Interpreting the Bible

Tony Jones is one of the headliners in the emergent movement and this book is his take on why we need to rethink traditional Christianity. This is not a critique of the book but just some thoughts about one section.

Over the last two years I have become increasingly interested in how we interpret the Bible and why we do it that way. The difference between all the different churches is the philosophy or method of interpreting the Bible. Two people can read the same scriptures and come up with completely different views because they interpret the Bible differently.

Jones says three things impact our theology: it is local, conversational, and temporary. It is local in that we have a limited world view and where we live, where we went to school, and our life will bleed over into our view of scripture. If you are raised to see things as black and white then this will impact how you see scripture. If you were raised to be conscious of the social injustice in the world then this too will bleed over into your view of scripture. We know people who changed their theology on divorce when a family member or close friend got divorced.

Second, it is conversational. The books I read, the people I discuss scripture with, the relationships I have all impact my theology. Every one of us has a friend who makes us think about things differently or read a book that shaped your belief or understanding of something.

Third, it is temporary. When we look at the last 2,000 years we see a number of methods and philosophies of interpreting the Bible and we find some to laugh at, cry at, and celebrate. Jones’ encourages and humble hermeneutic or a “don’t think that you have the absolute right answer” hermeneutic. You may be right but history may prove you a fool.

One of the things that I appreciate about with the emergent movement is that they profess a humble hermeneutic and believe that we should be well read and talk to people of all backgrounds to help us understand the Bible better. I have been with many people where Bible discussions centered on proving why their interpretation of scripture was right and others were wrong. They refused to listen to others or to consider that they could be wrong. Some worry that this is a slippery slope that leads into relativism, and if taken to the extreme it could. But I believe we need to listen and be willing to learn from people who have opposite view points and try to discover how they came to that conclusion and to think could they be right and I’m the one who is wrong. This isn’t relativism but being humble in thinking that I don’t have all the answers or the market on truth.

I can’t help but to think about Origen and Augustine who believed that parables should be interpreted allegorically. This view dominated the Biblical world for 1800 years. Today we laugh at Augustine’s interpretations of parables. His most famous interpretation is that of The Good Samaritan (Luke 10:30-37). The man represented Adam; Jerusalem, the heavenly city from which he fell; Jericho, the moon as a symbol for our mortality; the thieves were the devil and his angels who stole his immortality; the priest and the Levite were the Old Testament Law that could save no one; the animal represented the incarnation of Christ; the Samaritan was Jesus himself who bound up his wounds by dying on Calvary; the inn was the church; the inn keeper was the apostle Paul; two denarii, the two commandments of love or the promise of this life and the one to come.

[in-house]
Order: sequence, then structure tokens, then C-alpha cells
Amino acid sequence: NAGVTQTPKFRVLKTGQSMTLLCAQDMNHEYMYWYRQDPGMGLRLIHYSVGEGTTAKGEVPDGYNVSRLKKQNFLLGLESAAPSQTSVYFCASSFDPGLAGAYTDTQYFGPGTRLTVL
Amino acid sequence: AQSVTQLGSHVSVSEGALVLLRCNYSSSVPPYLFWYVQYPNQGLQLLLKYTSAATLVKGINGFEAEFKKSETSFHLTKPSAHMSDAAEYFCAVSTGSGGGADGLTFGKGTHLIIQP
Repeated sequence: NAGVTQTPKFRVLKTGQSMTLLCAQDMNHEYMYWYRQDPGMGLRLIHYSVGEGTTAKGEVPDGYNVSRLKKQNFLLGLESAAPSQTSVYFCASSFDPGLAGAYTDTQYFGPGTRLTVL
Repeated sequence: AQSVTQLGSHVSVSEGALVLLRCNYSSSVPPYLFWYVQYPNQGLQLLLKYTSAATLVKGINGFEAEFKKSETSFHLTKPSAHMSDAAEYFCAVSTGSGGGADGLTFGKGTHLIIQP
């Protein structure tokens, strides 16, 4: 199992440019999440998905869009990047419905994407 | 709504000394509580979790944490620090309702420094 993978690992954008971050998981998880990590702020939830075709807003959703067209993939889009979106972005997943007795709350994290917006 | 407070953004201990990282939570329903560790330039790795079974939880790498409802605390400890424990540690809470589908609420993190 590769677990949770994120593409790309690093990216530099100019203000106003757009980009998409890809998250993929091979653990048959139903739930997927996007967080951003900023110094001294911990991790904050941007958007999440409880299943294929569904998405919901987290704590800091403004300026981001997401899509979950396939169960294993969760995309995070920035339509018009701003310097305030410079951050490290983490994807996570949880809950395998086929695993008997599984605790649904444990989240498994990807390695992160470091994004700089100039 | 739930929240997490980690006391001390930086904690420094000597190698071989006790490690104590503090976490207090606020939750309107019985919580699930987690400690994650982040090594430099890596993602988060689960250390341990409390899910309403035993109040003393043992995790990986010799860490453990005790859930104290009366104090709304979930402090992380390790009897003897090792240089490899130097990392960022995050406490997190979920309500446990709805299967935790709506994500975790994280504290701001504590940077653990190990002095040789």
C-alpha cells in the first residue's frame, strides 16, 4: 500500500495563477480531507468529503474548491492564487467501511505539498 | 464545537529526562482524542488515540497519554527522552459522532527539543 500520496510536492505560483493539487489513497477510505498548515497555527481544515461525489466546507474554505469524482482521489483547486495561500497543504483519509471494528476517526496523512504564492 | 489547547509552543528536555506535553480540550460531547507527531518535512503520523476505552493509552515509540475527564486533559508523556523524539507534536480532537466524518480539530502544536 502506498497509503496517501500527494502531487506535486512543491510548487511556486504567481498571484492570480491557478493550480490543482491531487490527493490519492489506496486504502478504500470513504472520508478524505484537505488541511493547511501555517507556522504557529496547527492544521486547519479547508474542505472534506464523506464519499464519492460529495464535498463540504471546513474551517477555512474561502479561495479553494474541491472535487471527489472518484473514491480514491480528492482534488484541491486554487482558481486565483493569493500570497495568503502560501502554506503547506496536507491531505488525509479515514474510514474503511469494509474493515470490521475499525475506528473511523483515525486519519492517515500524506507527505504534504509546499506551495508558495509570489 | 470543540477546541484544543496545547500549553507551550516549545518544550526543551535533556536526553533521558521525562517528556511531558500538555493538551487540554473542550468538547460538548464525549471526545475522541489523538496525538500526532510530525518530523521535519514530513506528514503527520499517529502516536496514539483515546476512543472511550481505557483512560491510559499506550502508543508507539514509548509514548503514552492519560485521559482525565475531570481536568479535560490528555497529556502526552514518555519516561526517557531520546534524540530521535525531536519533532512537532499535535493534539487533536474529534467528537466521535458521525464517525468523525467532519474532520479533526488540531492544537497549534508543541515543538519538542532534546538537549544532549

History shows us that over the centuries our philosophy of interpreting scriptures changes and who knows that in the year 2250 people may be laughing, crying, or celebrating us. I am a strong believer that we need to look at scripture from all angles, discuss it with as many people as we can, and pray that God will lead us to truth. I also must be humble in knowing I could be wrong no matter how strongly I believe that I am right.


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3 responses to “Interpreting the Bible”

  1. Anonymous says :

    Relativism is when someone holds that you can not know truth and so you must be willing to accept everything as having the possibility of truth.

    A humble hermeneutic is when we constantly seek to learn. Sometimes this reaffirms our beliefs and other times it causes us to change. It keeps us from developing a god complex in thinking we have attained the knowledge that no one else had for 2000 years.

    Great thoughts!
    John D

  2. Kieth says :

    I love Tony Jones because he always makes me think. I found his chapter on legalistic liberals to be great. It shows that people on all sides of scripture can become unwilling to learn or admit they could be wrong.

    It is also interesting that mainline and evangelicals are all going through a turbulent time and there is a growing movement to rethink where we stand on issues. As this happens many resist this instead of embracing the fact that people do not want to rely on the faith of their parents but to develop their own faith. We encourage this but often discourage the process and condemn them when they don’t agree with us at the end of their study.

  3. Robbie Mackenzie says :

    Good comments. Rusty it is apprent that we bring so much to the text when we come and read it. I hear people say, “Let’s just read the Bible and not interpret!” That seems impossible to me. We bring our emotions, wealth, Western culture, America, white, southern, rural interpretations. Being wholistic only would strengthen the truth instead of hurting it. Good thoughts.

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